Phoenix Suns 2004-05 Season Preview
By Warren Blatt, NBA Editor
2003-04 FINISH: 29-53
OFFSEASON ADDITIONS: Steven Hunter (C) - Free Agent; Steve Nash (G) - Free Agent; Quentin Richardson (G) - Free Agent; Jackson Vroman (F) - Trade with Chicago.
OFFSEASON SUBTRACTIONS: Jahidi White (C) - Selected by Charlotte in Expansion Draft; Antonio McDyess - Signed with Detroit.
2004 DRAFT PICKS: 1. (7) Luol Deng (F, Duke) - Traded to Chicago.
PROJECTED STARTING LINEUP: PG Steve Nash, SG Quentin Richardson, SF Shawn Marion, PF Amare Stoudemire, C Jake Voskuhl
COACH: Mike D'Antoni
(Sports Network) - Steve Nash and Quentin Richardson were just the offseason additions that the Phoenix Suns needed to give them a fighting chance to return to the postseason in 2004-05.
The Suns won just 29 games in 2003-04 and did not qualify for the postseason for the second time in three years. After an 8-13 start, the Suns replaced head coach Frank Johnson on December 10, 2003 with current general Mike D'Antoni, who was 21-40 as the leader of the Suns.
Phoenix continued to make major changes last season, as the Suns dealt Stephon Marbury and Anfernee Hardaway in January to the New York Knicks in a blockbuster deal that would free up money and give the club plenty of room under the salary cap.
The Suns took full advantage of their new found cap room and were able to sign Nash and Richardson to lucrative, multi-year deals. The 30-year-old Nash had spent the previous six seasons with the Dallas Mavericks, while the 24-year- old Richardson, who was a restricted free agent, was able to sign with the Suns when the Los Angeles Clippers
decided not to match Phoenix' offer.
With forwards Amare Stoudemire and Shawn Marion already on its roster, Phoenix has a potent, athletic lineup that is capable of doing some serious damage in the Western Conference. Stoudemire and Marion welcome the additions of Nash and Richardson, as the four should excel together with the up-tempo style that the Suns are sure to play.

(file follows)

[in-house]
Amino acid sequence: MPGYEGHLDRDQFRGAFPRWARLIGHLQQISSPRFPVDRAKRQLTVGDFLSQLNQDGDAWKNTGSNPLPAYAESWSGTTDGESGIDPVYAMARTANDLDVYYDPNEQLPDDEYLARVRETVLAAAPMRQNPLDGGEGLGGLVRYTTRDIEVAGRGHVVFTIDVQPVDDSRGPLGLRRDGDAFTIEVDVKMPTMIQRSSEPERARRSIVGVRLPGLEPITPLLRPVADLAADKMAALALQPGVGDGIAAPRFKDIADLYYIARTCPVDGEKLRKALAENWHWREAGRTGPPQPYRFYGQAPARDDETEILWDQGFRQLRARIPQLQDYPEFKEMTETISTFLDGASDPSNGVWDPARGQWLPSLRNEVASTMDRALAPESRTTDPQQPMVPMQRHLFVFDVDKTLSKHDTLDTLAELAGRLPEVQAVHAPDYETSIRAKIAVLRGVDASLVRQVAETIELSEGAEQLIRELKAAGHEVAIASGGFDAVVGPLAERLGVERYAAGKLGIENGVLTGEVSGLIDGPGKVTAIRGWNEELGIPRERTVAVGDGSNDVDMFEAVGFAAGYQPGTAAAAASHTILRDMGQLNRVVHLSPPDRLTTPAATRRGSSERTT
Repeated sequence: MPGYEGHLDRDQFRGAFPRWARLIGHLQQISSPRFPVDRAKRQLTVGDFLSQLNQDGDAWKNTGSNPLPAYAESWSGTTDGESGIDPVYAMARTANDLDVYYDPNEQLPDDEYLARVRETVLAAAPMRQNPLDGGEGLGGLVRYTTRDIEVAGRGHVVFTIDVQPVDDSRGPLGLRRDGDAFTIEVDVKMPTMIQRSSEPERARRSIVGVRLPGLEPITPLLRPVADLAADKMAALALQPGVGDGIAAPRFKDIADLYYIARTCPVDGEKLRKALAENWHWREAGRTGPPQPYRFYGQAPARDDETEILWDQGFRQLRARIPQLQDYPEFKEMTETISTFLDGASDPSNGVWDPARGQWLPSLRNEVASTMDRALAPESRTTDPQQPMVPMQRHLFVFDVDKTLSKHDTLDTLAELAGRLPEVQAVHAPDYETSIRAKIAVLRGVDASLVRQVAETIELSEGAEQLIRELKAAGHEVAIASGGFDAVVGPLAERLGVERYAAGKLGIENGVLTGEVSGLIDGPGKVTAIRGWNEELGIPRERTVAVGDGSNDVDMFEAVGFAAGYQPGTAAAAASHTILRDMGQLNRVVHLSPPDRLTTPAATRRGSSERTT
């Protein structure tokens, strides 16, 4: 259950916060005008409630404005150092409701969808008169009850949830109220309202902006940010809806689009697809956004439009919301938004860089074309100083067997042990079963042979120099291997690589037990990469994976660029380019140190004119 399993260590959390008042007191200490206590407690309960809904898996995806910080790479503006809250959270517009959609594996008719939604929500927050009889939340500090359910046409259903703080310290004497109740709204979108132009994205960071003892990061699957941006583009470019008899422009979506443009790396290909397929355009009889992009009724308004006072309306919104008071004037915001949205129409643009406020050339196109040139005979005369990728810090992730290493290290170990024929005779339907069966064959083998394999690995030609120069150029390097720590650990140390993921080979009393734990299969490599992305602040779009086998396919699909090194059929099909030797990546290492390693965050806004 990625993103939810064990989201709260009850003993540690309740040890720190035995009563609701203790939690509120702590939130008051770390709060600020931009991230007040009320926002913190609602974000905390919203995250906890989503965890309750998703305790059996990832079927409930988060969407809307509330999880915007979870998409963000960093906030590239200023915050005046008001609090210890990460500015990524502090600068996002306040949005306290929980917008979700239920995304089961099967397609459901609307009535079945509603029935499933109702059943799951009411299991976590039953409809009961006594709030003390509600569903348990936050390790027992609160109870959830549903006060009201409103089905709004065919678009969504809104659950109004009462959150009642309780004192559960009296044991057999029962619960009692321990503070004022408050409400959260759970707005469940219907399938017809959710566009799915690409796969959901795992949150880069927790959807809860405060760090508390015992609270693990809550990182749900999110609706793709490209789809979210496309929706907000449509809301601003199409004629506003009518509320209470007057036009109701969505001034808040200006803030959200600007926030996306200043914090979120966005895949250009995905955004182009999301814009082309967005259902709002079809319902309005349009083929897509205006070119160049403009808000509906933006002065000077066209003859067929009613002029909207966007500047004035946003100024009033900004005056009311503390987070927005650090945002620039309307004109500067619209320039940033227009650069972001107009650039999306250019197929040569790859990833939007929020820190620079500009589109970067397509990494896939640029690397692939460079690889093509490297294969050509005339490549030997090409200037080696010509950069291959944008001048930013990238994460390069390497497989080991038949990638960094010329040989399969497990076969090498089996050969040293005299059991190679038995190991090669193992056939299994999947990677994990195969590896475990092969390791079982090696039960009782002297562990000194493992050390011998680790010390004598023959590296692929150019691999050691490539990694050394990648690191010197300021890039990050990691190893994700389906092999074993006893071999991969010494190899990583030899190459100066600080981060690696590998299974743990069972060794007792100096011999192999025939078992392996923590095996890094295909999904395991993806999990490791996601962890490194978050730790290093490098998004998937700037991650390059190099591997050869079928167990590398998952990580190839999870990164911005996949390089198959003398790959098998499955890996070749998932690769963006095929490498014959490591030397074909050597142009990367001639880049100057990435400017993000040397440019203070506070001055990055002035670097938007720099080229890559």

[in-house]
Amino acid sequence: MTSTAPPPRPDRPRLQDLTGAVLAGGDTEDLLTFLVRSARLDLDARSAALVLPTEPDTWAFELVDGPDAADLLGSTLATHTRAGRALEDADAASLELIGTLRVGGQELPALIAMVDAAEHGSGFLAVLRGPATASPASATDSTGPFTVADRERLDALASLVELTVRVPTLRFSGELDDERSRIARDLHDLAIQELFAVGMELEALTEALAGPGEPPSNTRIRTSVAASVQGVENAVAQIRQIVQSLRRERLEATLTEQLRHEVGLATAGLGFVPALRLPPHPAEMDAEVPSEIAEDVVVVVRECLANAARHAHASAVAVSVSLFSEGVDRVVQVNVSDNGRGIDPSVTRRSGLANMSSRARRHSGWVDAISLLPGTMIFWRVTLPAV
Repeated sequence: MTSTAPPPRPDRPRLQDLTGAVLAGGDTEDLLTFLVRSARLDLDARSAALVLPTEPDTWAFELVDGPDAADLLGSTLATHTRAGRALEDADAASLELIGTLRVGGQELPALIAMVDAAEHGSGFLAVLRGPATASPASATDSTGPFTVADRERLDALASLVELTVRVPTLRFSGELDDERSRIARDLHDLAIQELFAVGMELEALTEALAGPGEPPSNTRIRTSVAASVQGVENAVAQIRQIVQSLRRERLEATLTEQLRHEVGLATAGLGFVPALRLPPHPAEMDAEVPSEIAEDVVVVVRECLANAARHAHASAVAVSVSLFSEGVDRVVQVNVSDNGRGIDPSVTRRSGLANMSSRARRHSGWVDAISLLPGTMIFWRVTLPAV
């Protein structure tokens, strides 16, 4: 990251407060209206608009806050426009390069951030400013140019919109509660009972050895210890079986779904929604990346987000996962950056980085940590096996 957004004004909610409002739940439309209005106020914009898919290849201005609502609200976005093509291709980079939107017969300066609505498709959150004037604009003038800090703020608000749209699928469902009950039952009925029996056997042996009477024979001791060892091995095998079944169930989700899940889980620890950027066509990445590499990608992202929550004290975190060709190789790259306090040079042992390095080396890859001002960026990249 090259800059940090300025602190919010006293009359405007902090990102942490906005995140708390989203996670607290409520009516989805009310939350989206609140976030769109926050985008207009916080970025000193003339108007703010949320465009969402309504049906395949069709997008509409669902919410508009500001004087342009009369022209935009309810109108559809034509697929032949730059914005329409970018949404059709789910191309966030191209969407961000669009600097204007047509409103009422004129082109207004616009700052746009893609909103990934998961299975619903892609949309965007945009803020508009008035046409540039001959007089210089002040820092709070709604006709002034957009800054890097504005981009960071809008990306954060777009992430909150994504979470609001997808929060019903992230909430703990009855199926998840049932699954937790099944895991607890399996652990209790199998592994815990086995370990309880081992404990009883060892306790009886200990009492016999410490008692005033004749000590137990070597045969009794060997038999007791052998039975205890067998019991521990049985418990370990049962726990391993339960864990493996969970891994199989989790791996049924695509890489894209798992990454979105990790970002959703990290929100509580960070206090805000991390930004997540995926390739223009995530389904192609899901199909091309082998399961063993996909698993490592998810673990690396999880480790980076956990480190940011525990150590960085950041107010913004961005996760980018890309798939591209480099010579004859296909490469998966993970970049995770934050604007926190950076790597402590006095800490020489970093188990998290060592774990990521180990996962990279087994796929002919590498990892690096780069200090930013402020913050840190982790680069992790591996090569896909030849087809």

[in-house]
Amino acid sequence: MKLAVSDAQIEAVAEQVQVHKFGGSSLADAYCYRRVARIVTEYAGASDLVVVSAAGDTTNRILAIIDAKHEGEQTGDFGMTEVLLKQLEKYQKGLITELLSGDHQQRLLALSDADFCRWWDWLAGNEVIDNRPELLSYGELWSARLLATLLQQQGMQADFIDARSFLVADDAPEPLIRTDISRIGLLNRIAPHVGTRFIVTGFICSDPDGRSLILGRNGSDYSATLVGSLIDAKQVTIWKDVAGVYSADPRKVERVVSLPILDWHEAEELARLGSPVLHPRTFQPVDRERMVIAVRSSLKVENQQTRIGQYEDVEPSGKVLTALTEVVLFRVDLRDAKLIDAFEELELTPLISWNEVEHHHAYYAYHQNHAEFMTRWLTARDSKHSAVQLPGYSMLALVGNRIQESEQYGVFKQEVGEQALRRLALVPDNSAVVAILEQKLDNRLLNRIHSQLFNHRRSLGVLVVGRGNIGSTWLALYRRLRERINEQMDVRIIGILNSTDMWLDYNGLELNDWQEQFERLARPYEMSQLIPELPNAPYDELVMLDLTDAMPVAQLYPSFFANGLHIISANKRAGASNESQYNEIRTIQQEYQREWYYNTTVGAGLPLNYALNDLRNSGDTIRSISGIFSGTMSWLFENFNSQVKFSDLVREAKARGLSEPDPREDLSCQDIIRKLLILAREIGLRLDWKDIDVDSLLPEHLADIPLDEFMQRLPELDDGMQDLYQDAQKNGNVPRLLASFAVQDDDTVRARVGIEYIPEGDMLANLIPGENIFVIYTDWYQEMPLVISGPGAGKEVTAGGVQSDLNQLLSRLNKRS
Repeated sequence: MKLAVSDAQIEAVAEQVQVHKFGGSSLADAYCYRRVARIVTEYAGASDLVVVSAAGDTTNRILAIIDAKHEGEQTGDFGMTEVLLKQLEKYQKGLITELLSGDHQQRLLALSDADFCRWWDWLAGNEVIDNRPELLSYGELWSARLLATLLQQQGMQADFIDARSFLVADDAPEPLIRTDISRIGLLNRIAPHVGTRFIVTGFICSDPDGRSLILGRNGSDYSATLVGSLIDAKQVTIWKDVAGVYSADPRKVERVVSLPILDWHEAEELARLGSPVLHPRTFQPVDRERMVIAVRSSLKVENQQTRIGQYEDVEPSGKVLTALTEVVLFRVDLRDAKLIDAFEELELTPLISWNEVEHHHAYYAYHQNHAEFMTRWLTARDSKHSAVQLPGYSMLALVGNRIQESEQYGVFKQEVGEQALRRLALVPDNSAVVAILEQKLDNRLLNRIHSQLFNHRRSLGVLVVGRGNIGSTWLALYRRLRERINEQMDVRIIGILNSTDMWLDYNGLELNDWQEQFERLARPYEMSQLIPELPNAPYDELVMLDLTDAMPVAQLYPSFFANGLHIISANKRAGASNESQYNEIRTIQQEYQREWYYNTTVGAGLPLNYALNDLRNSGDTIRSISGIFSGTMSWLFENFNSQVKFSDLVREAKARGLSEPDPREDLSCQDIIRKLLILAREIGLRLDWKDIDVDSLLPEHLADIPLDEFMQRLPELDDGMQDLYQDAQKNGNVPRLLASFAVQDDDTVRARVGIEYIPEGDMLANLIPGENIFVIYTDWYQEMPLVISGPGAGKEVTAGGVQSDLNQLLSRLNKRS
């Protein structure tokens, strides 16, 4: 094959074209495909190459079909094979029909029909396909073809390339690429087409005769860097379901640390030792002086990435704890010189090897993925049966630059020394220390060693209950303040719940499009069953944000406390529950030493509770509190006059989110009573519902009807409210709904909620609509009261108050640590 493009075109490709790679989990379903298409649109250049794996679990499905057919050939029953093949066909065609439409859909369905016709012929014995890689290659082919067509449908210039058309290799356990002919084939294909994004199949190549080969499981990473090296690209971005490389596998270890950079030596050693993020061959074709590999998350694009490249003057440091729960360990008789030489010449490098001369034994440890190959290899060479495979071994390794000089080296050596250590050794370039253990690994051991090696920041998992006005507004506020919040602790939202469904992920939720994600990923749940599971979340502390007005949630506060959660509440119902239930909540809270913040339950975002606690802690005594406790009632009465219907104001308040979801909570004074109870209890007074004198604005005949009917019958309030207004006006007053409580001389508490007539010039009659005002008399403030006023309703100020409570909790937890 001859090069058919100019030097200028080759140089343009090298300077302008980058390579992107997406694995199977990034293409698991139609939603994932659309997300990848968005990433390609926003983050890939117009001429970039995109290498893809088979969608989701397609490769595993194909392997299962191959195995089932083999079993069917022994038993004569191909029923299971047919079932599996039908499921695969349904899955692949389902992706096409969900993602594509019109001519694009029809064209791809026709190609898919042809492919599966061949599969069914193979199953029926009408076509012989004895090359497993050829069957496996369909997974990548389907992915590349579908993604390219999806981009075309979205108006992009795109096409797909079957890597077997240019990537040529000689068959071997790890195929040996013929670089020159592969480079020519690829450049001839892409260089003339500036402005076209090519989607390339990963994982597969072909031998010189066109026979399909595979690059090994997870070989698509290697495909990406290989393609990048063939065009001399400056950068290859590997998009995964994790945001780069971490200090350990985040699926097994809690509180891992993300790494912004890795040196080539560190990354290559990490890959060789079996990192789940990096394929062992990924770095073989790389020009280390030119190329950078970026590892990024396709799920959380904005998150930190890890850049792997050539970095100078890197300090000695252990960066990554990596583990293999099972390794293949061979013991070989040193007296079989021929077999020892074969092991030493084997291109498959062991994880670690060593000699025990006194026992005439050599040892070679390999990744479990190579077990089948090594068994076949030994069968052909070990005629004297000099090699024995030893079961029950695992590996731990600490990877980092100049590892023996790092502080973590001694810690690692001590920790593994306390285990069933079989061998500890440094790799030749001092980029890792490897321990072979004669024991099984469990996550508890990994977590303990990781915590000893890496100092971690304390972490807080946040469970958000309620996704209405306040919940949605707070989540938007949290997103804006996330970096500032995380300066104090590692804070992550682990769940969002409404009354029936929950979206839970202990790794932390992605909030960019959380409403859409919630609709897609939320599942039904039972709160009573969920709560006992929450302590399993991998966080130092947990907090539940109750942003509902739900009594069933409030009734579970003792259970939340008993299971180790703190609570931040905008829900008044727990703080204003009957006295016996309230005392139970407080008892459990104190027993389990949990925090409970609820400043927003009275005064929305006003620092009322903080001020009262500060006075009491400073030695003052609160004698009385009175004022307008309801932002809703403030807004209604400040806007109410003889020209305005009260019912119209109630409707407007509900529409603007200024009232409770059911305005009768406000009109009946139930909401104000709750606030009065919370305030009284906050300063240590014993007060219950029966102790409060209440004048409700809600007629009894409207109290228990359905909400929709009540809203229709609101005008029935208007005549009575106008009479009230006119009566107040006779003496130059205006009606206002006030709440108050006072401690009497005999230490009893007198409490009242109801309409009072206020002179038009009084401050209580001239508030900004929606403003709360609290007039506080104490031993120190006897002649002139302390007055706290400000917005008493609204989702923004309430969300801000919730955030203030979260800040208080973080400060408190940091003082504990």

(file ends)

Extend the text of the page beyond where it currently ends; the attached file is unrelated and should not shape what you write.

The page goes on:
"I've talked to Amare," said Richardson. "I've known Shawn a long time. We were playing every summer and I've known him for a few years now. I'm just excited to be a part of it."
The Los Angeles Lakers went through some major changes in the offseason, and with the absence of the dominant Shaquille O'Neal, who is now a member of the Miami Heat, the Suns have to be considered a serious threat in West.
"They got the big beast out of LA, so I think it's wide open," said Richardson. "Getting him out of LA makes things a lot easier. I got tired of running into him in the middle.
Nash knows how to distribute the ball and put his teammates in the best possible position to score, while Richardson will enjoy Nash's play-making ability and the results should show up in the box score. The Suns backcourt of the future seems to be the perfect fit for a squad that is trying to compete with the elite in the Western Conference.
Originally selected out of DePaul by the Clippers in the first round (18th pick overall) of the 2000 NBA Draft, Richardson is coming off the best season of his four-year career. He played in 65 games in 2003-04 for the Clippers and averaged career-highs in points (17.2 ppg), rebounds (6.4 rpg), assists (2.1 apg) and steals (1.03 spg).
Nash, who began his career in Phoenix, averaged 14.5 points and a career-high 8.8 assists per contest last season for the Mavericks. The steady point guard was originally selected out of Santa Clara by the Suns with the 15th overall in the 1996 draft and was later traded to Dallas prior to the 1998-99 season for Martin Muursepp, Bubba Wells, the draft rights to Pat Garrity and a 1999 first-round pick. The Suns new floor general has averaged 12.5 points and six assists per game during his career, and has played in 51 playoff contests during his eight-year career.